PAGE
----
Here is another of my MoMoby Productions videos for the Remaking Moby-Dick Project for “Chapter 132: The Symphony” in Moby-Dick. It is sung by Astrid Selling and Kristin Borgehed, from Folk Practice Academy in Ronneby, Sweden. I have been working with both of them for another research project based on Baltic stories, and they seemed like the perfect “chorus” to reimagine the music of the sea drawn from the women who wait for others to return, or who just celebrate their own togetherness.
The images come from a tapestry I documented and remixed at the Herring Era Museum in Siglufjörður, Iceland for another project when I visited there during a research residency in February 2013. The tapestry depicts Icelandic “herring girls” hard at work in brutal manual labor (artistically rendered and contrasted in much softer handicraft form, which I loved) combined with depictions of them in “stillness,” backs turned to us, waiting for the ships to come in. Do they wait for fish, men, or just more money to keep them financially independent? They keep their secrets.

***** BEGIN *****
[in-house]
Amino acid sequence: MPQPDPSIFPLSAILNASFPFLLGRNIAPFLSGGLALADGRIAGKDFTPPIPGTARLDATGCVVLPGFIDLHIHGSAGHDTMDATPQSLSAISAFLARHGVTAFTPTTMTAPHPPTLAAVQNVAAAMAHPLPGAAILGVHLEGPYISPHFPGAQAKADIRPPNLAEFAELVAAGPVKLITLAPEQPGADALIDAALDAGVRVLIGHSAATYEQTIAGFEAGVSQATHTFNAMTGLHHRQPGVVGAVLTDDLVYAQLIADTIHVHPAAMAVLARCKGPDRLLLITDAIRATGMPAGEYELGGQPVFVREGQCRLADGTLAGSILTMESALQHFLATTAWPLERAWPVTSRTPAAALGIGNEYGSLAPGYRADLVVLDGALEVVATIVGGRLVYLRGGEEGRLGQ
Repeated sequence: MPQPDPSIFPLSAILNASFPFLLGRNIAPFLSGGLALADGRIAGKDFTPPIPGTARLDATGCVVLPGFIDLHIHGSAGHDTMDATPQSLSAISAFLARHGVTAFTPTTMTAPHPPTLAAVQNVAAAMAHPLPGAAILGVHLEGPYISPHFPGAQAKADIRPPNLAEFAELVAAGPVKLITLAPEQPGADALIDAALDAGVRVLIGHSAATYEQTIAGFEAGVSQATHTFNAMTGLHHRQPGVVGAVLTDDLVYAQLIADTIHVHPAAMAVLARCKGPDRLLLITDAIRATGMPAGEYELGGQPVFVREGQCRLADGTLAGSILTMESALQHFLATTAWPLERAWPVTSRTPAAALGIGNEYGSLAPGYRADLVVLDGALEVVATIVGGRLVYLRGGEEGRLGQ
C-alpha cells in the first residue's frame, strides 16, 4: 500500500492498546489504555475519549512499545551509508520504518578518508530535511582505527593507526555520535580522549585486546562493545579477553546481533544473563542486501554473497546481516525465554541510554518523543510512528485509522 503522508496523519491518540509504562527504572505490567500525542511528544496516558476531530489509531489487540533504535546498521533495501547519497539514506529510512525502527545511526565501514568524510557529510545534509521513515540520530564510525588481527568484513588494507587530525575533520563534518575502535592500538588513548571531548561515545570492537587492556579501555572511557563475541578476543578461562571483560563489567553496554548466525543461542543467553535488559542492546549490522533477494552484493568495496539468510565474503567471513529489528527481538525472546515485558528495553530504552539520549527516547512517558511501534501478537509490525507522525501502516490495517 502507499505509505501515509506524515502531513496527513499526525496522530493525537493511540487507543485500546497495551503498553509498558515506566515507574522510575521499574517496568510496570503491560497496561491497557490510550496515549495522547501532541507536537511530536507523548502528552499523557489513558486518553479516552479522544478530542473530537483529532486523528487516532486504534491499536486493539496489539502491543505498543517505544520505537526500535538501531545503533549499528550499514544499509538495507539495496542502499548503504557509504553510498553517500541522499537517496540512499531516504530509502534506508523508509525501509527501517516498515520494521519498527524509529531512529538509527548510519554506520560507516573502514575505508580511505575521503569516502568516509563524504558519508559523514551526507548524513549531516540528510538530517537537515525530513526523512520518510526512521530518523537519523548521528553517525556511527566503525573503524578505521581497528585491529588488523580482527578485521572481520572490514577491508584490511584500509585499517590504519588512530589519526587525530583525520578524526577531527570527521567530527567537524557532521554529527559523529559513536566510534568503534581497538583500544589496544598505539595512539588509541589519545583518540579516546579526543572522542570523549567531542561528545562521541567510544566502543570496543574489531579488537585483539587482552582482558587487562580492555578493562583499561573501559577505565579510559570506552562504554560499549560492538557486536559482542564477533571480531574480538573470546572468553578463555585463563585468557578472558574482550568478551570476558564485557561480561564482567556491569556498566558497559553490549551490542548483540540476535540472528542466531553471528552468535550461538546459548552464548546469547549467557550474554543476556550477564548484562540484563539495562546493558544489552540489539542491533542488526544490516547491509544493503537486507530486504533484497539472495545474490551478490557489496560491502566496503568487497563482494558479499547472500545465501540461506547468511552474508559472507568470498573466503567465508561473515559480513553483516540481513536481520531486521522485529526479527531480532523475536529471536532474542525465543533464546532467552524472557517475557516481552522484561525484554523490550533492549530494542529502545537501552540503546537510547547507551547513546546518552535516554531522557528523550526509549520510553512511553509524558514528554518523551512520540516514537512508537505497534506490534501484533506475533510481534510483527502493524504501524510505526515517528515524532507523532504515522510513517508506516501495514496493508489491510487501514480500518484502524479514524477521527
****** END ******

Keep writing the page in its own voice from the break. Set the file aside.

As many who know me are aware, Queequeg is one of my favourite characters in Melville’s Moby-Dick. The tattooed Polynesian cannibal harpoons my heart with his insights on “Pagans” and “Christians” alike, and he pulls me through the text, hooked and snagged, each and every time I find him. As a difficult character to process against the backdop of post-colonial insights, he challenges me to unravel Melville’s ironic twists but ultimately he compels me to see him as a core site for embodied remaking of his own time and histories. It’s just too easy to write him off as noble-savage caricature. For me, it’s only fitting then that he is the subject of one of my Moby re-makings for our Remaking Moby-Dick Project, and so I thought I’d share a short video remake of mine for Chapter 12: Biographical, along with my text that inspired it. It’s here in Chapter 12 where we first learn of Queequeg’s past (and future) as a (not-yet) Cannibal King, and it, of course, includes the infamous quote about his island homeland Kokovoko: “It’s not down in any map; true places never are.” (Karlskrona, or Kokovoko, you decide.) Below is my ode (in text and video) to Queequeg: “Thus, then, in our heart’s honeymoon, lay I and Queequeg–a cosy, loving pair.” http://www.youtube.com/watch?v=o4vPCtqBgP0 Cannibal Kisses (by MoMoby) The best thing about cannibals is their breath when you kiss them, and their tongues, of course. Too soft, somehow, flicking, flesh to flesh. And trusting them to hold back toothy desire, to dam up blood and cauldron boil behind the earthy air that puffs inside your mouth and shivers downward rippling waters from Polynesia. Warm coconut milk, dripping, white, white as whales.